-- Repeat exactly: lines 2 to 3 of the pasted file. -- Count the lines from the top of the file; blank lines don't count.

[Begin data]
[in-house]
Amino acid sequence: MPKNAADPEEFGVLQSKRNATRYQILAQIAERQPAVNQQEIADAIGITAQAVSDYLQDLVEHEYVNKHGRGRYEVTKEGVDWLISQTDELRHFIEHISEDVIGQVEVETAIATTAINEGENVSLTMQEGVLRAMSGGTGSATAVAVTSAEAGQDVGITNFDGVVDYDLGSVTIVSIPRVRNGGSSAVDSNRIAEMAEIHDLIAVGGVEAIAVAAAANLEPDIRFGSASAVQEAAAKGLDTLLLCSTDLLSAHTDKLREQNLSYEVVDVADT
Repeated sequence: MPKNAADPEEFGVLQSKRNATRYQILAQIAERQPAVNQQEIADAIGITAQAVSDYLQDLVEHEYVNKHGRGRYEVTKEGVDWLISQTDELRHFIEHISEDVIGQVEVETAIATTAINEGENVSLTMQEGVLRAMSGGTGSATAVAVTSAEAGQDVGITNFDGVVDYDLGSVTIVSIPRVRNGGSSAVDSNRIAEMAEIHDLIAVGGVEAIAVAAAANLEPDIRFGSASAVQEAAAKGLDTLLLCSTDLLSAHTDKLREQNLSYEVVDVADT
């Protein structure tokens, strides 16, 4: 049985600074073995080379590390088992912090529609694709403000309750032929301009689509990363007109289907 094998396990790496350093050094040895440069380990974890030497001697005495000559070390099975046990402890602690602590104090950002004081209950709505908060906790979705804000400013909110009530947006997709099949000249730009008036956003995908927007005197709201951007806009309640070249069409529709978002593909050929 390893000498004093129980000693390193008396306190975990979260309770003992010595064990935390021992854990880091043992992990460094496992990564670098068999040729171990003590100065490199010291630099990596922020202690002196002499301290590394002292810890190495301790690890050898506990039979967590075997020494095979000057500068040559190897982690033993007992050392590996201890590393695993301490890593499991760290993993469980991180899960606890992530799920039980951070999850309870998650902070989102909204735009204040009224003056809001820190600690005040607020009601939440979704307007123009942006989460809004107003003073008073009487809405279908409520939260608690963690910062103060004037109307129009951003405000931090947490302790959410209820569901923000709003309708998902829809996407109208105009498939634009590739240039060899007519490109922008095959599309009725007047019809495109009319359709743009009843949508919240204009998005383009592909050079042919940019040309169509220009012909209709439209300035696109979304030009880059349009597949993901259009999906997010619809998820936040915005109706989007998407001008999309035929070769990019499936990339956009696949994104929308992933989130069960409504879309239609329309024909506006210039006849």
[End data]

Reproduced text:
Amino acid sequence: MPKNAADPEEFGVLQSKRNATRYQILAQIAERQPAVNQQEIADAIGITAQAVSDYLQDLVEHEYVNKHGRGRYEVTKEGVDWLISQTDELRHFIEHISEDVIGQVEVETAIATTAINEGENVSLTMQEGVLRAMSGGTGSATAVAVTSAEAGQDVGITNFDGVVDYDLGSVTIVSIPRVRNGGSSAVDSNRIAEMAEIHDLIAVGGVEAIAVAAAANLEPDIRFGSASAVQEAAAKGLDTLLLCSTDLLSAHTDKLREQNLSYEVVDVADT
Repeated sequence: MPKNAADPEEFGVLQSKRNATRYQILAQIAERQPAVNQQEIADAIGITAQAVSDYLQDLVEHEYVNKHGRGRYEVTKEGVDWLISQTDELRHFIEHISEDVIGQVEVETAIATTAINEGENVSLTMQEGVLRAMSGGTGSATAVAVTSAEAGQDVGITNFDGVVDYDLGSVTIVSIPRVRNGGSSAVDSNRIAEMAEIHDLIAVGGVEAIAVAAAANLEPDIRFGSASAVQEAAAKGLDTLLLCSTDLLSAHTDKLREQNLSYEVVDVADT